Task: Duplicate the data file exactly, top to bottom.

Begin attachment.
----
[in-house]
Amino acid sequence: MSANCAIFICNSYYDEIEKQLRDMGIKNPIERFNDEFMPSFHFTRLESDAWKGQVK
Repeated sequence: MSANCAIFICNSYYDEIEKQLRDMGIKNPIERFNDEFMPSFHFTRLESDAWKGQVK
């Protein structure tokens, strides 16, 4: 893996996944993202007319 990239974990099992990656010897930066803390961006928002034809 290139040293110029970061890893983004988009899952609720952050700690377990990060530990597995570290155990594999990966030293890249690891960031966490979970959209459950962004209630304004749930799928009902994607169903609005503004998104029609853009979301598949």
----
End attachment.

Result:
[in-house]
Amino acid sequence: MSANCAIFICNSYYDEIEKQLRDMGIKNPIERFNDEFMPSFHFTRLESDAWKGQVK
Repeated sequence: MSANCAIFICNSYYDEIEKQLRDMGIKNPIERFNDEFMPSFHFTRLESDAWKGQVK
């Protein structure tokens, strides 16, 4: 893996996944993202007319 990239974990099992990656010897930066803390961006928002034809 290139040293110029970061890893983004988009899952609720952050700690377990990060530990597995570290155990594999990966030293890249690891960031966490979970959209459950962004209630304004749930799928009902994607169903609005503004998104029609853009979301598949």